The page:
More on readability metrics

Man asleep at keyboardThe first step to changing something is to measure it. In my view, readability has two components. The first is the ‘hygiene’ factors that make a piece of writing easy or hard to read. Lots of things can make something hard to read (and put people to sleep!). For example:

  • Over-punctuation. Too many %$&. Too many Capital Letters.
  • The passive voice is used too much.
  • Unnecessary acronyms and abbreviations.
  • Long sentences.
  • Using long words when short ones are better.
  • Spelling and grammatical mistakes. Typos.
  • Technical things like mishandling quotations.

I think these things make it hard to read something because they increase the work that your brain has to do to make sense of the text. There is also an accessbility aspect to all this because some people find reading harder than others. A gristly piece of text will exclude more readers than a more digestible item.

The second component is more positive. It comprises the techniques used to make writing memorable, credible and compelling. They teach whole courses on this at journalism school but among the things that work in business writing are:

  • Avoiding anything that switches off readers: unsubstantiated claims, jargon, hype.
  • Using strong verbs, good analogies, pithy quotations.
  • Eliminating cliches and waffly throat-clearing.
  • Credible data from the real world.
  • Citing believable authorities and people like the reader in evidence.
  • Well-written introductions, titles and subheads
  • Making the first and last sentence of each paragraph strong.

The form and structure vary according to media. Newspaper articles favour the ‘inverted pyramid’ with conclusion first and facts later. Writing for the web is another specialism.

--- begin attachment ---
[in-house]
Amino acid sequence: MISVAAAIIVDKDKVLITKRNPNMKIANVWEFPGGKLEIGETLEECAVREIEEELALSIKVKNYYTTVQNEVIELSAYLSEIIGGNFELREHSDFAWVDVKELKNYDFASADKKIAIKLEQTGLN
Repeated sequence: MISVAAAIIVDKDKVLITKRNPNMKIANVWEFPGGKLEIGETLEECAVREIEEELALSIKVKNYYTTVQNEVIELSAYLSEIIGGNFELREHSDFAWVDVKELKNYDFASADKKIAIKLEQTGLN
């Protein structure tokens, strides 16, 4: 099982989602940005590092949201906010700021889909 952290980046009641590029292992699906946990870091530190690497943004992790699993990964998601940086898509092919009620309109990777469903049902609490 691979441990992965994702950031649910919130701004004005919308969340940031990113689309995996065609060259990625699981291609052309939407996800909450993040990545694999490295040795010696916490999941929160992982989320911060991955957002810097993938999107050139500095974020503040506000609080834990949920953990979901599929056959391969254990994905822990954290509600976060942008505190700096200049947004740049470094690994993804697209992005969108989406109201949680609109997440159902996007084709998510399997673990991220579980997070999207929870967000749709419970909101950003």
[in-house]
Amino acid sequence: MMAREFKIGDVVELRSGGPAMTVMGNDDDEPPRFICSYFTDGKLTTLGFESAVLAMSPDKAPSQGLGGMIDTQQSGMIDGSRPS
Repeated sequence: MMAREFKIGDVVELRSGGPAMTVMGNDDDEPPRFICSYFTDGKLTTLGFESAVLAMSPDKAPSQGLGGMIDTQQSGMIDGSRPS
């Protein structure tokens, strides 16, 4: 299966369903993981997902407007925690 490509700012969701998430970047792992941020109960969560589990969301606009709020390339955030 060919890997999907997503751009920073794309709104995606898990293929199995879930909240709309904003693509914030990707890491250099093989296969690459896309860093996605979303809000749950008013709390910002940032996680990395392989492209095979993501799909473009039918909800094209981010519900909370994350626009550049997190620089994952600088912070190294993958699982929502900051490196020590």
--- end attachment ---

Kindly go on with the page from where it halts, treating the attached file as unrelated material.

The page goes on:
The list goes on and, in essence, getting the hygiene factors and the positive factors right are the job of a professional writer (ahem, like those at Articulate Marketing).

So how do you measure good writing. The hygiene factors that lose readers if you get them wrong are easier to measure. There are statistical tools that will analyse text including Flesch Grade Level, Flesch Reading Ease and FOG. Microsoft Word has a tool that will give similar results. You can get a readability plug-in for WordPress (my blogging tool of choice).

As to the second set of positive factors, I don’t know of any statistical ways to measure this. It is a professional skill like being a lawyer or architect and reputation, recommendation and track record are the main ways of assessing a writer (and by implication their writing). I plan to get some research done later this year on this aspect.

P.S. This post may look familiar. I posted it a while ago but somehow managed to delete it. So here it is again with new pictures and better formatting.

4 Responses to More on readability metrics

  1. Rachel Cooper January 22, 2011 at 1:19 pm #

    Useful post! What about “Use parallel construction for bullet points”? Even if the content is clear, the switch in structure makes the reader’s mind stumble. (Your bullet points aren’t, uh, parallel.)

    Thanks for this. You’ve given me new elements to look for in my own writing and in documents I edit for clients.

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